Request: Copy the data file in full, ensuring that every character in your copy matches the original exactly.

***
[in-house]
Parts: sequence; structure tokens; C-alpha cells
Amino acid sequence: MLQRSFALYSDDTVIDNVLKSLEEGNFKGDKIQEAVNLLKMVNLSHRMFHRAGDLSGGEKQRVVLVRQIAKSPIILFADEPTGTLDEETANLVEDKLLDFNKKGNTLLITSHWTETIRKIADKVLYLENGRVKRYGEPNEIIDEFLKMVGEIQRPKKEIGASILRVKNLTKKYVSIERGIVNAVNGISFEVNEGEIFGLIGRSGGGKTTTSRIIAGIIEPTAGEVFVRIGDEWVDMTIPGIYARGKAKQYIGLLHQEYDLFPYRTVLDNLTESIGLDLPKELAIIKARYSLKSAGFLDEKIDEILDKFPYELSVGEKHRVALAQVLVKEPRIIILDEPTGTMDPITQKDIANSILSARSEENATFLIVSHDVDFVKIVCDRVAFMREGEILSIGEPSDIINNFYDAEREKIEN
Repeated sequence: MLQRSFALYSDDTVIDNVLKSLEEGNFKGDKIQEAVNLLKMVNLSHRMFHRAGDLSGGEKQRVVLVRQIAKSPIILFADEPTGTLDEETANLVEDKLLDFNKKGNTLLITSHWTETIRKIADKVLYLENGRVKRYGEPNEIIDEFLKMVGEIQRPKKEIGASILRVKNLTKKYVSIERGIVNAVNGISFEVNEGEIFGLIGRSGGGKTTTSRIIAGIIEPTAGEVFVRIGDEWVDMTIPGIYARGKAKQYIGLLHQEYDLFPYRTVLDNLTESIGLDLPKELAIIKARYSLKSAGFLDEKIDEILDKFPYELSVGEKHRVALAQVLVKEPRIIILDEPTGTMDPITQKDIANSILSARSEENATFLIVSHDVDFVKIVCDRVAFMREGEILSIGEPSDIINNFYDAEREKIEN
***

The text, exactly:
[in-house]
Parts: sequence; structure tokens; C-alpha cells
Amino acid sequence: MLQRSFALYSDDTVIDNVLKSLEEGNFKGDKIQEAVNLLKMVNLSHRMFHRAGDLSGGEKQRVVLVRQIAKSPIILFADEPTGTLDEETANLVEDKLLDFNKKGNTLLITSHWTETIRKIADKVLYLENGRVKRYGEPNEIIDEFLKMVGEIQRPKKEIGASILRVKNLTKKYVSIERGIVNAVNGISFEVNEGEIFGLIGRSGGGKTTTSRIIAGIIEPTAGEVFVRIGDEWVDMTIPGIYARGKAKQYIGLLHQEYDLFPYRTVLDNLTESIGLDLPKELAIIKARYSLKSAGFLDEKIDEILDKFPYELSVGEKHRVALAQVLVKEPRIIILDEPTGTMDPITQKDIANSILSARSEENATFLIVSHDVDFVKIVCDRVAFMREGEILSIGEPSDIINNFYDAEREKIEN
Repeated sequence: MLQRSFALYSDDTVIDNVLKSLEEGNFKGDKIQEAVNLLKMVNLSHRMFHRAGDLSGGEKQRVVLVRQIAKSPIILFADEPTGTLDEETANLVEDKLLDFNKKGNTLLITSHWTETIRKIADKVLYLENGRVKRYGEPNEIIDEFLKMVGEIQRPKKEIGASILRVKNLTKKYVSIERGIVNAVNGISFEVNEGEIFGLIGRSGGGKTTTSRIIAGIIEPTAGEVFVRIGDEWVDMTIPGIYARGKAKQYIGLLHQEYDLFPYRTVLDNLTESIGLDLPKELAIIKARYSLKSAGFLDEKIDEILDKFPYELSVGEKHRVALAQVLVKEPRIIILDEPTGTMDPITQKDIANSILSARSEENATFLIVSHDVDFVKIVCDRVAFMREGEILSIGEPSDIINNFYDAEREKIEN